Stannic Oxide, SnO,. This, if the term is taken to include the hydrates, exists in a variety of forms. (1) Tinstone (see above) is proof against all acids. Its disintegration for analytical purposes can be effected by fusion with caustic alkali in silver, with the formation of soluble stannate, or by fusion with sulphur and car bonate of soda, with the formation of a soluble thio- stannate, SnS 2 + xNa 2 S. (2) A similar oxide is produced by burning tin in air at high temperatures or exposing any of the hydrates to a strong red heat. Such tin-ash, as it is called, is used for the polishing of optical glasses. (3) Meta-stannic acid (H 2 OSnO 2, generally written Hi Sn 5 15, to account for the complicated composition of metastan nates, e.g., the soda salt H 8 Na.,Sn 5 pj 5 ) is the white hydrate produced from the metal by means of nitric acid. It is insoluble in water and in nitric acid and apparently so in hydrochloric acid; but if heated with this last for some time it passes into a hydrochlorate, which, after the acid mother liquor has been decanted off, dissolves in water. The solution when subjected to distillation behaves pretty much like a physical solution of the oxide in hydro chloric acid, while a solution of ortho-stannic acid in hydrochloric acid behaves like a solution of SnCl 4 in water, i.e., gives off no hydrochloric acid and no precipitate of hydrated SnO 2 . (4) Orthostannic acid is obtained as a white precipitate on the addition of carbonate of soda or the exact quantity of precipitated carbonate of lime to a solution of the chloride. This hydrate, SnO 2 H2O, is readily soluble in acids forming stannic salts, and in caustic potash and soda, with the formation of ortho-stanuates. Of these stauuate of sodium, Na 2 SuO 2, is produced industrially by heating tin with Chili saltpetre and caustic soda, or by fusing very finely powdered tinstone with caustic soda in iron vessels. A solution of the pure salt yields fine prisms of the composition Na-jSiiOj + lOHgO, which effloresce in the air. The salt is much used as a mordant in dyeing and calico-printing. Alkaline and other stannates when treated with aqueous hydrofluoric acid are converted into fluo-stannates (e.g., K2SnO 3 into K 2 SnF 6 ), which are closely analogous to, and isomorphous with, fluo-silicates.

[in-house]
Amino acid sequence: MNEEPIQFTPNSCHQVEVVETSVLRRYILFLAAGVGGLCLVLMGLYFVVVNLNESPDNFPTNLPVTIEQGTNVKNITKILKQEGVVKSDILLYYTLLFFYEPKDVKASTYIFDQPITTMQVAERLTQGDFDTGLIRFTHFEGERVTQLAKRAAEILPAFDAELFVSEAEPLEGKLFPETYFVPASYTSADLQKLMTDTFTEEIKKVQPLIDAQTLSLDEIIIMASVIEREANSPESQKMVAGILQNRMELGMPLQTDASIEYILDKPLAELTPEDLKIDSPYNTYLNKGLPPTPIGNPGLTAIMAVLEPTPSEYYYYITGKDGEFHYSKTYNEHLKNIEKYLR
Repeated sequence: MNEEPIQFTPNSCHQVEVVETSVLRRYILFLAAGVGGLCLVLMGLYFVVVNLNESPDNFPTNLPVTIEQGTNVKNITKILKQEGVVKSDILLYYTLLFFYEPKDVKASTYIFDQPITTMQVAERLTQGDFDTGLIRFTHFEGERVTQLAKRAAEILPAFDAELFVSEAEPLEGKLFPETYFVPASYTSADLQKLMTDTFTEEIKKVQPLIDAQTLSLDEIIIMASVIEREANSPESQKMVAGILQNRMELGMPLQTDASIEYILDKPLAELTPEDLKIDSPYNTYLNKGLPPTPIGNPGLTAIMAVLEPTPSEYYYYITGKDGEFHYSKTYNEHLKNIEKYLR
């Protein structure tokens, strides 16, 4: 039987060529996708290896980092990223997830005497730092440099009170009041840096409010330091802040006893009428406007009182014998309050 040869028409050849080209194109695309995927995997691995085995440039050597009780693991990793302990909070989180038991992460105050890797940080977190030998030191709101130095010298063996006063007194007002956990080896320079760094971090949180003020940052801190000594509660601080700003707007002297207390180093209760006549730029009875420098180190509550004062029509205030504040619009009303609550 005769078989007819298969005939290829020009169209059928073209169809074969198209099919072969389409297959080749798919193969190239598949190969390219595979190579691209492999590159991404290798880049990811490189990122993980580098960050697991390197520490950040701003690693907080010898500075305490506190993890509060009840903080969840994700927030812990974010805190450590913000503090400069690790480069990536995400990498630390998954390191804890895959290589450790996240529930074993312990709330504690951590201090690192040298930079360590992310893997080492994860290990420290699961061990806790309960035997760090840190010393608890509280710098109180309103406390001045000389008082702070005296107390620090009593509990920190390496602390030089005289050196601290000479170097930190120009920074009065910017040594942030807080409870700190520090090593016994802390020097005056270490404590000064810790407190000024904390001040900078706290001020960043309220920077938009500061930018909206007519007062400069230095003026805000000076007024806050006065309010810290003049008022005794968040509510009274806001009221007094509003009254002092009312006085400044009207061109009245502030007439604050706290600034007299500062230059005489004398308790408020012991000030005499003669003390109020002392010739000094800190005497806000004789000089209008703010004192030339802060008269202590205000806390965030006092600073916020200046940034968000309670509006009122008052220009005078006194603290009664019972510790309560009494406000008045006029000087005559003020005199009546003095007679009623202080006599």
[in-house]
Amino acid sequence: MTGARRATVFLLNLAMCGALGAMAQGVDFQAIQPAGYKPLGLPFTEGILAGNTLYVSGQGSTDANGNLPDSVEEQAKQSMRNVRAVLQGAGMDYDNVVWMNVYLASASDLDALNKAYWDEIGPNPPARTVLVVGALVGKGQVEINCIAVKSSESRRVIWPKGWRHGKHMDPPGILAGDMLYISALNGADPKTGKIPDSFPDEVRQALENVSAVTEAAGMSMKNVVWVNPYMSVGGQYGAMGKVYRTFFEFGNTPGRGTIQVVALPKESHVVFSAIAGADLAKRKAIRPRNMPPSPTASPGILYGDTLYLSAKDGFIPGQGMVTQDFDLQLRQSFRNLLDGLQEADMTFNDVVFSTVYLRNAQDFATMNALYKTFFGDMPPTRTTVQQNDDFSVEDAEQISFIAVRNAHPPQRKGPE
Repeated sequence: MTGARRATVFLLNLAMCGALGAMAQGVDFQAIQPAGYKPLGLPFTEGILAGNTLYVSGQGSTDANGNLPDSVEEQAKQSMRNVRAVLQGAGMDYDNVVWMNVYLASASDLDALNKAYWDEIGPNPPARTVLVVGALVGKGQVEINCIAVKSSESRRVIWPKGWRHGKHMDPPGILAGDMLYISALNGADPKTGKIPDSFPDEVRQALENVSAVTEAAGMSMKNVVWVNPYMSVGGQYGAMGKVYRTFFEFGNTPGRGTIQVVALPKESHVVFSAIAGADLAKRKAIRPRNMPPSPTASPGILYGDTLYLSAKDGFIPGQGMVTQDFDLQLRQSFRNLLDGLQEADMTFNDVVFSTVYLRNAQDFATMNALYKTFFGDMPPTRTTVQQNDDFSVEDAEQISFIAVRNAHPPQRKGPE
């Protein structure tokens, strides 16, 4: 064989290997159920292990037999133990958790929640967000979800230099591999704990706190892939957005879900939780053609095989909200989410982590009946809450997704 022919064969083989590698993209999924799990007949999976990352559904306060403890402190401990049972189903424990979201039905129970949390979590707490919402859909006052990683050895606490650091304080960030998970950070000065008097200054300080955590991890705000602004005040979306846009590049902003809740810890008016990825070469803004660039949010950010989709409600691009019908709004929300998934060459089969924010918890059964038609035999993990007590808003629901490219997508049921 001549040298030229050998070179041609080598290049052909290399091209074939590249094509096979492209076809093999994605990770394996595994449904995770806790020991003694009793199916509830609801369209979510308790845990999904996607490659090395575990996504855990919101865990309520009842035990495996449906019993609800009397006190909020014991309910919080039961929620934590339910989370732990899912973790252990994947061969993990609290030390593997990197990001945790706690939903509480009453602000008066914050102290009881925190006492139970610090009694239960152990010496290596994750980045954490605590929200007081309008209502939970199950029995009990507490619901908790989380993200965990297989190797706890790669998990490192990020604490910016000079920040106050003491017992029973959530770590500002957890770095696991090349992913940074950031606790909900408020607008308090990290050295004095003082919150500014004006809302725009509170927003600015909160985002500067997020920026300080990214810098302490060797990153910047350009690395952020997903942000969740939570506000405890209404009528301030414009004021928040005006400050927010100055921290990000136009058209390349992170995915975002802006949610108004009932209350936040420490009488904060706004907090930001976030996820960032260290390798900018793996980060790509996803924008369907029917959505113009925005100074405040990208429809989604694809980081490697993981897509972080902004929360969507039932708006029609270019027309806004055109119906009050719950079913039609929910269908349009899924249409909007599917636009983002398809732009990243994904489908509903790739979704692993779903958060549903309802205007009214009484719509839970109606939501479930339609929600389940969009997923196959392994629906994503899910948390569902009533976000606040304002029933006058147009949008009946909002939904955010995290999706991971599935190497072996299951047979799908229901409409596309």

Sulphides. If tin is heated with sulphur the two unite very readily into stanuous sulphide, SnS, a lead-grey mass, which under the circumstances refuses to take up more sulphur. But, if a mixture of tin (or, better, tin amalgam), sulphur, and sal-ammoniac in proper proportions be heated, stannic sulphide, SnS 2, is produced in the beautiful form of aurum musivum (mosaic gold), a solid consisting of golden yellow, metallic lustrous scales. It is used chiefly as a yellow "bronze" for plaster- of- Paris statuettes, &c.
Analysis. Tin compounds when heated on charcoal with car bonate of soda in the reducing blowpipe flame yield metal and a scanty ring of white SnO^ The reduction, however, succeeds better with cyanide of potassium as a flux. Stannous salt solutions yield a brown precipitate of SnS with sulphuretted hydrogen, which is insoluble in cold dilute acids and in real sulphide of ammonium, (NH 4 ) 2 S; but the yellow, or the colourless reagent on addition of sulphur, dissolves the precipitate as SnS 2 salt. The solution on acidification yields a yellow precipitate of this sulphide. Stannic salt, SnCl 4, solutions give a yellow precipitate of SnS 2 with sulphur etted hydrogen, which is insoluble in cold dilute acids but readily soluble in sulphide of ammonium, and is re-precipitated therefrom as SnS 2 on acidification. Only stannous salts (not stannic) give a precipitate of calomel in mercuric chloride solution. A mixture of stannous and stannic chloride when added to a sufficient quantity of solution of chloride of gold, gives an intensely purple precipitate of gold purple (purple of Cassius), a compound which, although known for centuries, is to this day little understood chemically. It behaves on the whole like a compound of Sn 2 3 with Au 2 O. The test is very delicate, although the colour is not in all cases a pure purple.(W. D.)